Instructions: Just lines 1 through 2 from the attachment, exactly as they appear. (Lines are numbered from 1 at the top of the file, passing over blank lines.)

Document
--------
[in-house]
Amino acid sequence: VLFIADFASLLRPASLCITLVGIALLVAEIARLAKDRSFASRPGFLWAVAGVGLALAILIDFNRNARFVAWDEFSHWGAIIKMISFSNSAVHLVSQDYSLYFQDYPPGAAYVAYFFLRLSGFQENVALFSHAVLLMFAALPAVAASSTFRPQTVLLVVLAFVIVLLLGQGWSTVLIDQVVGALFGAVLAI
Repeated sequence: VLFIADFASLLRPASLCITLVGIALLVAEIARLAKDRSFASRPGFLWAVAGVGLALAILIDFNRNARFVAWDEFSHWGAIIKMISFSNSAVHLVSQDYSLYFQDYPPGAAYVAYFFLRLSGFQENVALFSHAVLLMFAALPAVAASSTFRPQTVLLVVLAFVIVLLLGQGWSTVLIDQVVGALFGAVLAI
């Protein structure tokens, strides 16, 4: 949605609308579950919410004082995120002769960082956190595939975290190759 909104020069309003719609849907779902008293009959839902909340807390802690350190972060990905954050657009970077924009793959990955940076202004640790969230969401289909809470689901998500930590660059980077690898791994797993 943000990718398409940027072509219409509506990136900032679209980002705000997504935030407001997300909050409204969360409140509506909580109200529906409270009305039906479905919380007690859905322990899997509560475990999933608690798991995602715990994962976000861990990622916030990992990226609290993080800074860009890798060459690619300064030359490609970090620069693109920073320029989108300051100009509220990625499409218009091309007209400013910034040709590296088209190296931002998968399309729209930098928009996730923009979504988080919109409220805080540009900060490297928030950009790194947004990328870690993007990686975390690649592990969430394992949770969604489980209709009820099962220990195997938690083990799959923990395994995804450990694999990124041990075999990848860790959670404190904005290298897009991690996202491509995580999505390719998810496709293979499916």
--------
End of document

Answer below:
[in-house]
Amino acid sequence: VLFIADFASLLRPASLCITLVGIALLVAEIARLAKDRSFASRPGFLWAVAGVGLALAILIDFNRNARFVAWDEFSHWGAIIKMISFSNSAVHLVSQDYSLYFQDYPPGAAYVAYFFLRLSGFQENVALFSHAVLLMFAALPAVAASSTFRPQTVLLVVLAFVIVLLLGQGWSTVLIDQVVGALFGAVLAI